Discovering that your animal companion has been shot, poisoned, or otherwise intentionally injured or killed is very traumatic, and such incidents are even more tragic because most could have been prevented. Individuals who allow their animal companions to go outside unsupervised are, often quite inadvertently, putting those animals in very real danger of being harmed by people who are irritated by animals’ barking, defecating in yards, digging in flowerbeds, or bothering other animals. Those who are left alone in fenced-in yards or tethered at the end of chain are at the mercy of cruel neighbors or passersby who may maliciously harm them. It is imperative that guardians supervise animals’ time outdoors and ensure the safety of the animals they care for by taking them for walks on a leash, visiting parks, or playing in a safe, secure yard—together.
Animals can die from drinking as little as a teaspoon of spilled antifreeze, and cruel people often use this sweet-tasting poison as a permanent “fix” to a perceived problem with an animal. Proving in court that there was malice or intent to hurt and/or kill the animal(s) can be difficult—especially if evidence is purely circumstantial—so in many cases, the perpetrator is never brought to justice.
In some communities, it is legal for citizens to shoot dogs who are “trespassing” on private property. Police officers who lack the training to read canine body language and fail to realize that the animals pose no threat have also been known to shoot harmless dogs who were running at large..
Your First Step
If you suspect that your animal companion has been maliciously harmed, immediately take him or her to a veterinarian for treatment. If the animal dies, have the body necropsied and get a statement from your veterinarian describing the animal’s injury or illness and the treatment provided. If your companion has been poisoned, have laboratory tests done to determine the source of the poison and then keep the test results for your records.
If you know who is responsible for harming your animal companion, go to your local courthouse and file a small claims suit (no attorney is needed). Although it’s difficult to put a monetary value on an animal’s health or life, this simple court action may bother the perpetrator enough to prevent him or her from committing a similar crime in the future. When you file the form, which costs approximately $30 to $50, you will be given a court date. At the hearing, present all your veterinary bills, documentation of any related expenses, and your veterinarian’s signed statement. Unfortunately, animals can still be viewed as property with a price tag, and a small claims court can only recover the “dollar value” of the animal and your expenses.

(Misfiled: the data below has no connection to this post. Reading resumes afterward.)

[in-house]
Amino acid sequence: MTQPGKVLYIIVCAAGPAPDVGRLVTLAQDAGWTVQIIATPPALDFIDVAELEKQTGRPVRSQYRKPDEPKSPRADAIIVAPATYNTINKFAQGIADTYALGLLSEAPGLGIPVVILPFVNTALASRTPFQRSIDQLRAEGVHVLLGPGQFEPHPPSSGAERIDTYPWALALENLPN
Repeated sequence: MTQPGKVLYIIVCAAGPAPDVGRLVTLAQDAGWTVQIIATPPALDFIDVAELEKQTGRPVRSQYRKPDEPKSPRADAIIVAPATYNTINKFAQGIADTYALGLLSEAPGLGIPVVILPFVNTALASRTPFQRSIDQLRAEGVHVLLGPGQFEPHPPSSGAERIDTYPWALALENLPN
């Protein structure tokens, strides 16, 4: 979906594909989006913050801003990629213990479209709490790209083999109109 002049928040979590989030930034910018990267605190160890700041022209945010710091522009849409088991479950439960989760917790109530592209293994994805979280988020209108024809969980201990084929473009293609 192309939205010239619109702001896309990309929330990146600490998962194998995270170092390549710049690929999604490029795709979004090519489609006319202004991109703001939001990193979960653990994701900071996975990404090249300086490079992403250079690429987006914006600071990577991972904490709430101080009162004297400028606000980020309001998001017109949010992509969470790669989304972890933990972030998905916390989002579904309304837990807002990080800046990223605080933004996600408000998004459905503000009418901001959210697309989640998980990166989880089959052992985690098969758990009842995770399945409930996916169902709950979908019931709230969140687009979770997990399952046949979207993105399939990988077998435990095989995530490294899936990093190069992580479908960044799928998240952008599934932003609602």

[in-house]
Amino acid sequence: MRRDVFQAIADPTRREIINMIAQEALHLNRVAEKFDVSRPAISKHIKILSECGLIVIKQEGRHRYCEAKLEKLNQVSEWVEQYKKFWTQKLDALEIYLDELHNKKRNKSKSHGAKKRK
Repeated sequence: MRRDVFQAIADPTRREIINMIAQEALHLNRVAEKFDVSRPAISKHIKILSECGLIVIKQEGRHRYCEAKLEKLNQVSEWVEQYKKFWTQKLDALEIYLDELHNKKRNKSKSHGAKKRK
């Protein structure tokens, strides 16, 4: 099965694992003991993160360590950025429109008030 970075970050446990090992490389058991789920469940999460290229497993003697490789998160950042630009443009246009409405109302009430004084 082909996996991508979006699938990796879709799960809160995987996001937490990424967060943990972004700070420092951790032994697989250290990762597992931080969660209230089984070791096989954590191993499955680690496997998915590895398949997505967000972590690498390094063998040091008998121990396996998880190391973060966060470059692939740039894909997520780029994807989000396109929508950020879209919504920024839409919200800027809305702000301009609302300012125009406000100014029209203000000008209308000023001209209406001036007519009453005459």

But you may also be able to file criminal charges. To do so, find out who is responsible for investigating and enforcing the anti-cruelty codes in your town, county, or state, and then provide that person or agency with a concise, factual written statement about the incident, giving dates and approximate times. Collect short, factual written statements from witnesses, and write your own if applicable. File a complaint with a humane officer, the police, or a county or district attorney.
Along with the anti-cruelty statutes, other laws, such as those regarding discharging a gun within city limits and destruction of property, may have been violated.
You can also help protect animal companions by working to reform local laws concerning animals. It may be possible to draft an addendum to an existing ordinance, which could, for example, specify that a trained animal-control/humane officer be employed by the town. Try to interest city or county officials by introducing and supporting the enhancement of current laws.
Never underestimate the local media’s interest in cruelty-to-animals stories. Visit the offices of your local newspapers and television stations with a well-documented case (and photos, if possible) and try to interest reporters in the story.
The only way to ensure the safety of your animal companions is to keep them indoors. Disease, cars, other animals, and cruel people are only a few of the risks that free-roaming animals are exposed to on a regular basis. Many people believe that cats and dogs are independent animals who are capable of fending for themselves, but they need strict supervision if allowed outdoors—just as children do. Animal companions rely on their guardians’ vigilance to keep them safe.
Nothing can bring back a cherished companion animal who has been killed by an unkind person, but we can take steps to prevent similar tragedies from befalling other animals.